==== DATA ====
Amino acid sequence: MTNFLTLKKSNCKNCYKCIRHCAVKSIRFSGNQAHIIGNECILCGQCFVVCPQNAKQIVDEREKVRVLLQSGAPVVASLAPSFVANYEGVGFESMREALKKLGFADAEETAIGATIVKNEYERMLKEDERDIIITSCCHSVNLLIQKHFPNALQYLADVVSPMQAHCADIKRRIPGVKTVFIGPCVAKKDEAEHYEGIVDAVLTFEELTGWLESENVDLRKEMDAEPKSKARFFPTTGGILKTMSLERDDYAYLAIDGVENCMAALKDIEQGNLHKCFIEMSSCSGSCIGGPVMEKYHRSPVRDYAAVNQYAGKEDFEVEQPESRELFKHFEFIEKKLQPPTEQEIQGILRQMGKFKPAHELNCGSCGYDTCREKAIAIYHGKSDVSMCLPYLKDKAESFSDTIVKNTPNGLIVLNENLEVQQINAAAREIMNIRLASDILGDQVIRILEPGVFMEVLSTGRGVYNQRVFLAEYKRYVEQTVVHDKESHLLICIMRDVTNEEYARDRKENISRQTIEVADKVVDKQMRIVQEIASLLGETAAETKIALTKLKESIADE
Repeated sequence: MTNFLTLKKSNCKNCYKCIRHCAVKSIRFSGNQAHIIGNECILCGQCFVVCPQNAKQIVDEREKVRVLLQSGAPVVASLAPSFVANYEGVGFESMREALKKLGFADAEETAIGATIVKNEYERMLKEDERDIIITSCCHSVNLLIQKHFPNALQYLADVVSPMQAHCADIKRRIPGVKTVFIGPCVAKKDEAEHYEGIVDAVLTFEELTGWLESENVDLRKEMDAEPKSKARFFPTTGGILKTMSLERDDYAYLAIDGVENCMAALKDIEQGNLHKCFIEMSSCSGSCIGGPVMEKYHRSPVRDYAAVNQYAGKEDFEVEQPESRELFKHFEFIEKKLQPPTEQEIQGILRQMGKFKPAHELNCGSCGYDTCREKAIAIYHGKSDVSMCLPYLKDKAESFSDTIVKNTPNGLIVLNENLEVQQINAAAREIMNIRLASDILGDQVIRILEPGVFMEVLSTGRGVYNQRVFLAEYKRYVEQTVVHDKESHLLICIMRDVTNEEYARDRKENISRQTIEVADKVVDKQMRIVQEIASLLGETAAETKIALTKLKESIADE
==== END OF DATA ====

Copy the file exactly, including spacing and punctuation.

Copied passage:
Amino acid sequence: MTNFLTLKKSNCKNCYKCIRHCAVKSIRFSGNQAHIIGNECILCGQCFVVCPQNAKQIVDEREKVRVLLQSGAPVVASLAPSFVANYEGVGFESMREALKKLGFADAEETAIGATIVKNEYERMLKEDERDIIITSCCHSVNLLIQKHFPNALQYLADVVSPMQAHCADIKRRIPGVKTVFIGPCVAKKDEAEHYEGIVDAVLTFEELTGWLESENVDLRKEMDAEPKSKARFFPTTGGILKTMSLERDDYAYLAIDGVENCMAALKDIEQGNLHKCFIEMSSCSGSCIGGPVMEKYHRSPVRDYAAVNQYAGKEDFEVEQPESRELFKHFEFIEKKLQPPTEQEIQGILRQMGKFKPAHELNCGSCGYDTCREKAIAIYHGKSDVSMCLPYLKDKAESFSDTIVKNTPNGLIVLNENLEVQQINAAAREIMNIRLASDILGDQVIRILEPGVFMEVLSTGRGVYNQRVFLAEYKRYVEQTVVHDKESHLLICIMRDVTNEEYARDRKENISRQTIEVADKVVDKQMRIVQEIASLLGETAAETKIALTKLKESIADE
Repeated sequence: MTNFLTLKKSNCKNCYKCIRHCAVKSIRFSGNQAHIIGNECILCGQCFVVCPQNAKQIVDEREKVRVLLQSGAPVVASLAPSFVANYEGVGFESMREALKKLGFADAEETAIGATIVKNEYERMLKEDERDIIITSCCHSVNLLIQKHFPNALQYLADVVSPMQAHCADIKRRIPGVKTVFIGPCVAKKDEAEHYEGIVDAVLTFEELTGWLESENVDLRKEMDAEPKSKARFFPTTGGILKTMSLERDDYAYLAIDGVENCMAALKDIEQGNLHKCFIEMSSCSGSCIGGPVMEKYHRSPVRDYAAVNQYAGKEDFEVEQPESRELFKHFEFIEKKLQPPTEQEIQGILRQMGKFKPAHELNCGSCGYDTCREKAIAIYHGKSDVSMCLPYLKDKAESFSDTIVKNTPNGLIVLNENLEVQQINAAAREIMNIRLASDILGDQVIRILEPGVFMEVLSTGRGVYNQRVFLAEYKRYVEQTVVHDKESHLLICIMRDVTNEEYARDRKENISRQTIEVADKVVDKQMRIVQEIASLLGETAAETKIALTKLKESIADE